Eth3rn1a Log 5 December 16, 2012 (Producer)

I’m stepping in for our composer on this Log this week, as he’s swamped at the moment. This means this was very last minute for me. My partner on a few other projects and I have a general rule: When your features is short and on the internet, have a picture almost every paragraph you write. I never ascribe to that rule, so bear with me.

“I don’t feel like you’re prioritizing [playing] video games” is not something I ever expected to hear, especially not as a complaint that I was studying too much over finals week. But, that’s what I signed up for. I honestly never considered myself a ‘hardcore’ gamer. I still don’t. I grew up with video games but feel like I’m doing a lot of catch up. And really, this project didn’t start off as a video game, but as a group of fake accounts trolling a five year old tight-knit internet community. But it took a turn for the serious when I took a turn for the worst. That’s a post for another time.

What’s been on my mind: The hardest part about this project is finding the right collaborators. I’ve started having to distinguish to them: Yes, this is a project, but this is a start-up project. It’s a long-term thing and you are signing up for serious work, if you decide to sign up as a core member of our team.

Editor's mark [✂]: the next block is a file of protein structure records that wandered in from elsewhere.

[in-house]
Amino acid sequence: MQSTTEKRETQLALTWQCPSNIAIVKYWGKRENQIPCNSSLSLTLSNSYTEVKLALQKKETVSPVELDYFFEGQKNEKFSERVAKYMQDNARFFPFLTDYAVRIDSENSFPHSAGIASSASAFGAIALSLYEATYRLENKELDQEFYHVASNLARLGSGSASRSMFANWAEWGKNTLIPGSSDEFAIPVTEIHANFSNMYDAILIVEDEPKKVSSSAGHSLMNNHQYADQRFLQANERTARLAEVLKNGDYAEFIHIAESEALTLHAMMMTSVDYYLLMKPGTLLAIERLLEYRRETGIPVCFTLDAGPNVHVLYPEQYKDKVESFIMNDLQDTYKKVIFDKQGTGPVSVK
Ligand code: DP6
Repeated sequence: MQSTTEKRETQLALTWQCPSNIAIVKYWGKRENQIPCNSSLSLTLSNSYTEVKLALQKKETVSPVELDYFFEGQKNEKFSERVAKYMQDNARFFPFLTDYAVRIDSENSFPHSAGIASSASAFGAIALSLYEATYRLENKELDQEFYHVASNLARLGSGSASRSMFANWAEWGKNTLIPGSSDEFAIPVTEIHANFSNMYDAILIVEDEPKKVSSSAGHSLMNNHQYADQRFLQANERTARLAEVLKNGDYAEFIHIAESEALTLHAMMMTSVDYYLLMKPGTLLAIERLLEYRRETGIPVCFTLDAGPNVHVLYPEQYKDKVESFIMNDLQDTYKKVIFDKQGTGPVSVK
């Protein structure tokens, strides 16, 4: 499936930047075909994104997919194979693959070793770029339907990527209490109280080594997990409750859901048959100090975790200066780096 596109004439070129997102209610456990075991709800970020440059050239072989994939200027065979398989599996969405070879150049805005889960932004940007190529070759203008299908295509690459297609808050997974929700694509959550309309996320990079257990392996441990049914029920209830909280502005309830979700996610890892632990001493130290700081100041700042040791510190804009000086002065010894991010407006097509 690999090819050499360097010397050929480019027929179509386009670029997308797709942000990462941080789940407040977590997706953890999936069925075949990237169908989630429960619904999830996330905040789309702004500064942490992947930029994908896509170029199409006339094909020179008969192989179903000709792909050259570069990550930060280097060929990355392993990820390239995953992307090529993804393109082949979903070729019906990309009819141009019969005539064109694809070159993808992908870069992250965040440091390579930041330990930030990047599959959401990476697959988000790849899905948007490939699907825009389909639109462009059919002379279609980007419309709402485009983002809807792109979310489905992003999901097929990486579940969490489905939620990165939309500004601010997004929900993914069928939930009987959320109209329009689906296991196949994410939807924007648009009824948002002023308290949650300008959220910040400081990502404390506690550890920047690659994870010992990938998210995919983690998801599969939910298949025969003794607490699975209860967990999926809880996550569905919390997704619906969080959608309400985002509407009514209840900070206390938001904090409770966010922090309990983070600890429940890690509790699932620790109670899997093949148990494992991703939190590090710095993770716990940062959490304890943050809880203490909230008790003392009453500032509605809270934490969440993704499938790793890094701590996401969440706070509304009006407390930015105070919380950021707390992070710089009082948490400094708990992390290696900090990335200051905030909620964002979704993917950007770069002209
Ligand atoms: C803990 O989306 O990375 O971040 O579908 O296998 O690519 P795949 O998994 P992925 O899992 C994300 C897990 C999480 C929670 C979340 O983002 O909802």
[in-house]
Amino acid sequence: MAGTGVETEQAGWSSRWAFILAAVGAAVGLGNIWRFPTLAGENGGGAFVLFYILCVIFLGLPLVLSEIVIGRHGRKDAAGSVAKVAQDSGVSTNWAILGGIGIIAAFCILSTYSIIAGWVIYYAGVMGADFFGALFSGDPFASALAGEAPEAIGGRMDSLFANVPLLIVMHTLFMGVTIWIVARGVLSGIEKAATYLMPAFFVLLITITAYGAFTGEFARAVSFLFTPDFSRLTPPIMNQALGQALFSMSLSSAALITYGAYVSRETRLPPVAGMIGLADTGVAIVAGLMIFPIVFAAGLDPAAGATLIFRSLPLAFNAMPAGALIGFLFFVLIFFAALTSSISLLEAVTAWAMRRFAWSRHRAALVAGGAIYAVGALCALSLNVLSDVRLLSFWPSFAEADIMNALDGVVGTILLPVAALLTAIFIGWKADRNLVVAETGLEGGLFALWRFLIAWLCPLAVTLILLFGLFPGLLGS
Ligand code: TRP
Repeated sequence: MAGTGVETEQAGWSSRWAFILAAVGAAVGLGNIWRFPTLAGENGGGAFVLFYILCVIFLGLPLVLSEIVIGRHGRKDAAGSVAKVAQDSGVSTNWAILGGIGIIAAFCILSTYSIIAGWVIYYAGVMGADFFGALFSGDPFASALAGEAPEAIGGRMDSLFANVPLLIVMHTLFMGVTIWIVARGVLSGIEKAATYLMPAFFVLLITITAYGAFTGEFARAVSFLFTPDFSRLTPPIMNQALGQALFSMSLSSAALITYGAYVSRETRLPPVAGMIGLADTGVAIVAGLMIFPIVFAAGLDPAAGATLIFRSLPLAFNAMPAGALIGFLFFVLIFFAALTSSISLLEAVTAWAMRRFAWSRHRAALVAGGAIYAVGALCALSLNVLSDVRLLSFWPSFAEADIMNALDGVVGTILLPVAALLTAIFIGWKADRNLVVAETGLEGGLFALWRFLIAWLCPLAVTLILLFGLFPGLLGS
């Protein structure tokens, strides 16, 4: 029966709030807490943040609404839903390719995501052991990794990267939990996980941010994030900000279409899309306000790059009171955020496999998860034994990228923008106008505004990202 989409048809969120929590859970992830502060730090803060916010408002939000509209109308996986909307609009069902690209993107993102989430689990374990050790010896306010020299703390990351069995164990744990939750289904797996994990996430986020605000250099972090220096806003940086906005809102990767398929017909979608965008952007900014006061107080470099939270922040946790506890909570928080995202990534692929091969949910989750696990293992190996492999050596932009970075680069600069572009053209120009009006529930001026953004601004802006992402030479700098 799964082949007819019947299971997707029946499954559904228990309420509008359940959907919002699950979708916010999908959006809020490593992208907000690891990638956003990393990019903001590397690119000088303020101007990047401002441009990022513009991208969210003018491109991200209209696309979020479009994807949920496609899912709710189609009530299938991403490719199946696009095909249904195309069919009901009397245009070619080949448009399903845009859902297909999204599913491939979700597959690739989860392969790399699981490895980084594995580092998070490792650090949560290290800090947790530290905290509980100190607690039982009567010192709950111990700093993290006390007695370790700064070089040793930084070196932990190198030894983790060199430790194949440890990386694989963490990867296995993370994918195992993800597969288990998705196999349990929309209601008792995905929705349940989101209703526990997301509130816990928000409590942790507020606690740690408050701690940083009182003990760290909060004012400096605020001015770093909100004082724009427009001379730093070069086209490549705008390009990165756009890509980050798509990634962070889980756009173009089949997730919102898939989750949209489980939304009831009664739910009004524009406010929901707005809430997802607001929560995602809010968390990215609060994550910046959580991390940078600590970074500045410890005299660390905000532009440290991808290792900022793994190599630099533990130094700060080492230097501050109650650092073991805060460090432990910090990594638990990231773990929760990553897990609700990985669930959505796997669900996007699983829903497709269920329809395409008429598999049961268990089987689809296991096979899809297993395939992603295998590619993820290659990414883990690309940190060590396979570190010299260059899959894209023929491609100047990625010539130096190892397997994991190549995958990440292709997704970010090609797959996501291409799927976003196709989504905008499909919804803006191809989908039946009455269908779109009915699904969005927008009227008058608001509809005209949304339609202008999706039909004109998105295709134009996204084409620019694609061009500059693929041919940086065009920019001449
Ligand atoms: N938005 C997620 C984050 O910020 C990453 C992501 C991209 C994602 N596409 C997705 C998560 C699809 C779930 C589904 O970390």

I’ve found the hardest people to find that are willing to do that are programmers. Why? I am told by the programming consultants I have and by programmers on other projects I am privy to that it’s because they are used to working with a certain mindset. I used to have programmers on call when I interviewed potential programmers, and after they’d say, “Don’t worry about their tone, that’s just programmer attitude.” And we’ve had meetings on how to handle that.

In a start-up, tactics that interrupt a programmer’s comfortable process are extremely important to success. This is true for almost everyone you bring in–but we’ve found the problem especially with programmers. They apply in droves, but when they hear the words “training” and “lots of meetings” their resolve diminishes.

But writers…writers are even harder. They apply in droves as well, because everyone is a writer. And they seem to be the worst with deadlines and commitment.

With a sigh of relief, I just took on a new potential co-writer. When she said, “Well, I only work about 40 hours a week so you have me for most of the other times,” I was sold. And I had given up on writers for now. I actually wasn’t responding to anymore inquiries and holding them in a big’ole “When the time comes” folder. Poignantly, she told me about a game she used to work on. Extremely top heavy and making the mistake of “Build everything perfectly, then make the game.”

That’s the mentality a start-up must fight. You release something at a minimal level, then work on it after release. Otherwise, you’ll be spending all your time trying to perfect something. But you can’t perfect something without the feedback from those you are trying to perfect it for: you, the player.

So stay tuned, and one big aim of this project is to find a way to include the player, eventually directly, into the development of these games. Soon, these will be your games too.

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